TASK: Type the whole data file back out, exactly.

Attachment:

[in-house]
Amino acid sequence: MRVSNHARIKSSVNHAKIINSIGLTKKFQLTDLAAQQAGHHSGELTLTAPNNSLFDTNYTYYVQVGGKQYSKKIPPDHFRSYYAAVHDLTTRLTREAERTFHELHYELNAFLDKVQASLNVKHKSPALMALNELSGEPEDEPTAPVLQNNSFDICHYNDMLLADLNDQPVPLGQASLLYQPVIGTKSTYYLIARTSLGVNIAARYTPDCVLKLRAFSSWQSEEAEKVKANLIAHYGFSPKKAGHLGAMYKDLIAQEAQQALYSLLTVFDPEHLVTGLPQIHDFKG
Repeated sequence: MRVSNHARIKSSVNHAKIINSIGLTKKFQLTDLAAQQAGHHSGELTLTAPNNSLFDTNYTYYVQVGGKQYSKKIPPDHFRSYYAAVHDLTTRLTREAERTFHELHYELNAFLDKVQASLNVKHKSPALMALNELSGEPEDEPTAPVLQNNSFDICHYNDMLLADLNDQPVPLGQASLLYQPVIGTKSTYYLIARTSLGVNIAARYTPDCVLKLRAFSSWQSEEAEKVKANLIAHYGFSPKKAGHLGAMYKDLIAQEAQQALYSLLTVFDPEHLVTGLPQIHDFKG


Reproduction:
[in-house]
Amino acid sequence: MRVSNHARIKSSVNHAKIINSIGLTKKFQLTDLAAQQAGHHSGELTLTAPNNSLFDTNYTYYVQVGGKQYSKKIPPDHFRSYYAAVHDLTTRLTREAERTFHELHYELNAFLDKVQASLNVKHKSPALMALNELSGEPEDEPTAPVLQNNSFDICHYNDMLLADLNDQPVPLGQASLLYQPVIGTKSTYYLIARTSLGVNIAARYTPDCVLKLRAFSSWQSEEAEKVKANLIAHYGFSPKKAGHLGAMYKDLIAQEAQQALYSLLTVFDPEHLVTGLPQIHDFKG
Repeated sequence: MRVSNHARIKSSVNHAKIINSIGLTKKFQLTDLAAQQAGHHSGELTLTAPNNSLFDTNYTYYVQVGGKQYSKKIPPDHFRSYYAAVHDLTTRLTREAERTFHELHYELNAFLDKVQASLNVKHKSPALMALNELSGEPEDEPTAPVLQNNSFDICHYNDMLLADLNDQPVPLGQASLLYQPVIGTKSTYYLIARTSLGVNIAARYTPDCVLKLRAFSSWQSEEAEKVKANLIAHYGFSPKKAGHLGAMYKDLIAQEAQQALYSLLTVFDPEHLVTGLPQIHDFKG